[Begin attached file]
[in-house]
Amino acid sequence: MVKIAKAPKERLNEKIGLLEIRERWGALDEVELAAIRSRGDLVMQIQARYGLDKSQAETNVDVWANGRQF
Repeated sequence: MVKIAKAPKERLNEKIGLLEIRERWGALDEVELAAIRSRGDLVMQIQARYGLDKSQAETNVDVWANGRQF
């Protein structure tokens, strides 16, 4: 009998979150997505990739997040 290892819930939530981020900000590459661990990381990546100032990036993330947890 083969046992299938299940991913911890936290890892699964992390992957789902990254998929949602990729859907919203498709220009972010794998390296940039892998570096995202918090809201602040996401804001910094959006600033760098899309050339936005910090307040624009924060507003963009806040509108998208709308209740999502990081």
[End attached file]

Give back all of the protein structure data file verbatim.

[in-house]
Amino acid sequence: MVKIAKAPKERLNEKIGLLEIRERWGALDEVELAAIRSRGDLVMQIQARYGLDKSQAETNVDVWANGRQF
Repeated sequence: MVKIAKAPKERLNEKIGLLEIRERWGALDEVELAAIRSRGDLVMQIQARYGLDKSQAETNVDVWANGRQF
């Protein structure tokens, strides 16, 4: 009998979150997505990739997040 290892819930939530981020900000590459661990990381990546100032990036993330947890 083969046992299938299940991913911890936290890892699964992390992957789902990254998929949602990729859907919203498709220009972010794998390296940039892998570096995202918090809201602040996401804001910094959006600033760098899309050339936005910090307040624009924060507003963009806040509108998208709308209740999502990081």